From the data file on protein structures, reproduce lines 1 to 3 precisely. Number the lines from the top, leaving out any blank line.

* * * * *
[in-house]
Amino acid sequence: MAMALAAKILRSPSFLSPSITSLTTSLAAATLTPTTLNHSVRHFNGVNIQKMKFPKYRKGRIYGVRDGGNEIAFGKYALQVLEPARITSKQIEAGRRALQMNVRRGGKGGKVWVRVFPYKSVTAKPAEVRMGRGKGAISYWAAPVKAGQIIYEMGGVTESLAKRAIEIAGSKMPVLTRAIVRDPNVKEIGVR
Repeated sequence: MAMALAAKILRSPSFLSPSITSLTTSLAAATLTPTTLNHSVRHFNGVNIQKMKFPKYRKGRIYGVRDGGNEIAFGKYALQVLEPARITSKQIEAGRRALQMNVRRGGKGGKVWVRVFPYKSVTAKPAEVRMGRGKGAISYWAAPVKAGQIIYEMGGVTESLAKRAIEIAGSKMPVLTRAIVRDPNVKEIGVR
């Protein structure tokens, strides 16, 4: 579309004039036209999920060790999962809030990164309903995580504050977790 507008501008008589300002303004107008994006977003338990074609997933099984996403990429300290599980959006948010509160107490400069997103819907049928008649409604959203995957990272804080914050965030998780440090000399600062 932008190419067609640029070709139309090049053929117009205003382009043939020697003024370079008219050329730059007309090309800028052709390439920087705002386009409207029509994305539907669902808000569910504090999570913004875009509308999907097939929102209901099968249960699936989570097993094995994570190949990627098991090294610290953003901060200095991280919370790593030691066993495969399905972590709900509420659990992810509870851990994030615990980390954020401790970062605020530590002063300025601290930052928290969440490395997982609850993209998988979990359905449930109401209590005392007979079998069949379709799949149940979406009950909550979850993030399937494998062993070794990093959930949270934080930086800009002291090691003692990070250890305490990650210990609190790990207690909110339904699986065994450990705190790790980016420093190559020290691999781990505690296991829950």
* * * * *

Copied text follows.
[in-house]
Amino acid sequence: MAMALAAKILRSPSFLSPSITSLTTSLAAATLTPTTLNHSVRHFNGVNIQKMKFPKYRKGRIYGVRDGGNEIAFGKYALQVLEPARITSKQIEAGRRALQMNVRRGGKGGKVWVRVFPYKSVTAKPAEVRMGRGKGAISYWAAPVKAGQIIYEMGGVTESLAKRAIEIAGSKMPVLTRAIVRDPNVKEIGVR
Repeated sequence: MAMALAAKILRSPSFLSPSITSLTTSLAAATLTPTTLNHSVRHFNGVNIQKMKFPKYRKGRIYGVRDGGNEIAFGKYALQVLEPARITSKQIEAGRRALQMNVRRGGKGGKVWVRVFPYKSVTAKPAEVRMGRGKGAISYWAAPVKAGQIIYEMGGVTESLAKRAIEIAGSKMPVLTRAIVRDPNVKEIGVR